The Right Mortgage and Protection Network has launched a vulnerability hub, aimed at boosting adviser awareness around working with vulnerable clients.
The network, which works with more than 500 mortgage and protection brokers across the UK, said vulnerability was not a simple ‘one size fits all’ term in the financial advice space.
Its new hub will therefore address the term's myriad of definitions and include a variety of educational content and resources for member firms.
This includes access to a checklist which will allow advisers to complete a full assessment of individual customers, as well as a dedicated safe place, which will allow advisers to seek more personal support.
Martin Wilson, CEO of the Right Mortgage Network, said: “Vulnerability is often attributed to older clients or those with varying degrees of capacity.
"This project, however, aims to highlight the different types of clients who could be classed as vulnerable and draws an important focus for advisers in how they identify these clients and adjust their processes and behaviours accordingly.”
The network has also developed a vulnerability champions taskforce which will assist advisers and their vulnerable clients.
Victoria Wilson, equity release manager and head of vulnerability champions at the Right Mortgage Network, said: “The team of vulnerability champions have worked very hard to get as much resource together as possible.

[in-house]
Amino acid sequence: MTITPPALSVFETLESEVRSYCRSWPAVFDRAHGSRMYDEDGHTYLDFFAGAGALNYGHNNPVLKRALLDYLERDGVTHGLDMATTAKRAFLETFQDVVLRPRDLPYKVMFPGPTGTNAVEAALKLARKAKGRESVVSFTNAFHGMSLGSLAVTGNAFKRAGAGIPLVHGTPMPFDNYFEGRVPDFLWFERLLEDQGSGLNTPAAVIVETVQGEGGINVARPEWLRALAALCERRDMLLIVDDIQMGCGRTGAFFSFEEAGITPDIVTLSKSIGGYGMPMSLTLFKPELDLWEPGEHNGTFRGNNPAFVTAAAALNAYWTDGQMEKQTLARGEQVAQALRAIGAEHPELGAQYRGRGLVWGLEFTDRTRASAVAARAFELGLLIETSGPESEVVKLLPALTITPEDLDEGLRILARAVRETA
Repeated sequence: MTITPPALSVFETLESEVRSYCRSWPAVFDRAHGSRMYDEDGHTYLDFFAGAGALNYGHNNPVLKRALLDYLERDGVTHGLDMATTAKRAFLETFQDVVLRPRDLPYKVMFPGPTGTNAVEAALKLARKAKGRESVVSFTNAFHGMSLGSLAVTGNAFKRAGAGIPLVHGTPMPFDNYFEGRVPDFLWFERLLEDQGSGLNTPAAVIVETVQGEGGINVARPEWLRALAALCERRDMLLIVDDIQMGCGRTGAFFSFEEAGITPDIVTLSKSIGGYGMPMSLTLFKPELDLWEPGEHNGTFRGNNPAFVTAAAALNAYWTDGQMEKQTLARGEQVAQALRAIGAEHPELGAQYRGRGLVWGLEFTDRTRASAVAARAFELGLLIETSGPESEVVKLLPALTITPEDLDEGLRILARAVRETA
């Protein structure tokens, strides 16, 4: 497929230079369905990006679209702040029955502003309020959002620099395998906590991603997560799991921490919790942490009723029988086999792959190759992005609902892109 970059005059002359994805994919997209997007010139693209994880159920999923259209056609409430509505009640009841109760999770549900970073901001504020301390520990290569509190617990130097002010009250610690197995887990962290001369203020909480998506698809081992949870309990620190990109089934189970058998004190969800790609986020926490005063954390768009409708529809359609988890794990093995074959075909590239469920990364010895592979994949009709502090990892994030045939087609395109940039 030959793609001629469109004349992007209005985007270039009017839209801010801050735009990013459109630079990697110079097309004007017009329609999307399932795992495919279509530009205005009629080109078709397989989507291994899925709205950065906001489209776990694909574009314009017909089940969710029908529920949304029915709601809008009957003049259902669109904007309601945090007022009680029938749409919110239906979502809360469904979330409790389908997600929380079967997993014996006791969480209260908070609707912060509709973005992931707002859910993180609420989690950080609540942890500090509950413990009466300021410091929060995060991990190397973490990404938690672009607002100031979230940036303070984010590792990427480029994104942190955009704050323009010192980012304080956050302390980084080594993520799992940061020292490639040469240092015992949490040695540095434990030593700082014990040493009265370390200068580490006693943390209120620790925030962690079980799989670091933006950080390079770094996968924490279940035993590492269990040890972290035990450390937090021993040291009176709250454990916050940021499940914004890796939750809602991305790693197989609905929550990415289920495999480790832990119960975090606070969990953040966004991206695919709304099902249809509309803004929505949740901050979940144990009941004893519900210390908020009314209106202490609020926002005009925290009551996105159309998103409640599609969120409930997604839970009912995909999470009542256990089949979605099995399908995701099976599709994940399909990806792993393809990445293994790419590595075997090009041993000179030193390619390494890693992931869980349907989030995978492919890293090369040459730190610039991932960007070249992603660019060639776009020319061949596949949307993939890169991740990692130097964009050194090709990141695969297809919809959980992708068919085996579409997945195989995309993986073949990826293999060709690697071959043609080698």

"We wish to continue to work and assist our advisers in this area; not only to help their customers but to also create a supportive place for them as well, if they need it.
“We hope that this development will help shape how advisers think about the importance of vulnerability across all customers."
Back in 2019, the Financial Conduct Authority vowed to take action against firms which do not treat vulnerable customers fairly.
And in July last year, the FCA warned some vulnerable customers were being "exploited for gain" despite its warnings a year earlier.
The regulator published draft guidance for firms at the time as part of its ongoing consultation on the fair treatment of vulnerable customers, after the work was initially delayed earlier in the year in light of the coronavirus pandemic.
Nafeesa Zaman is a freelance reporter for FTAdviser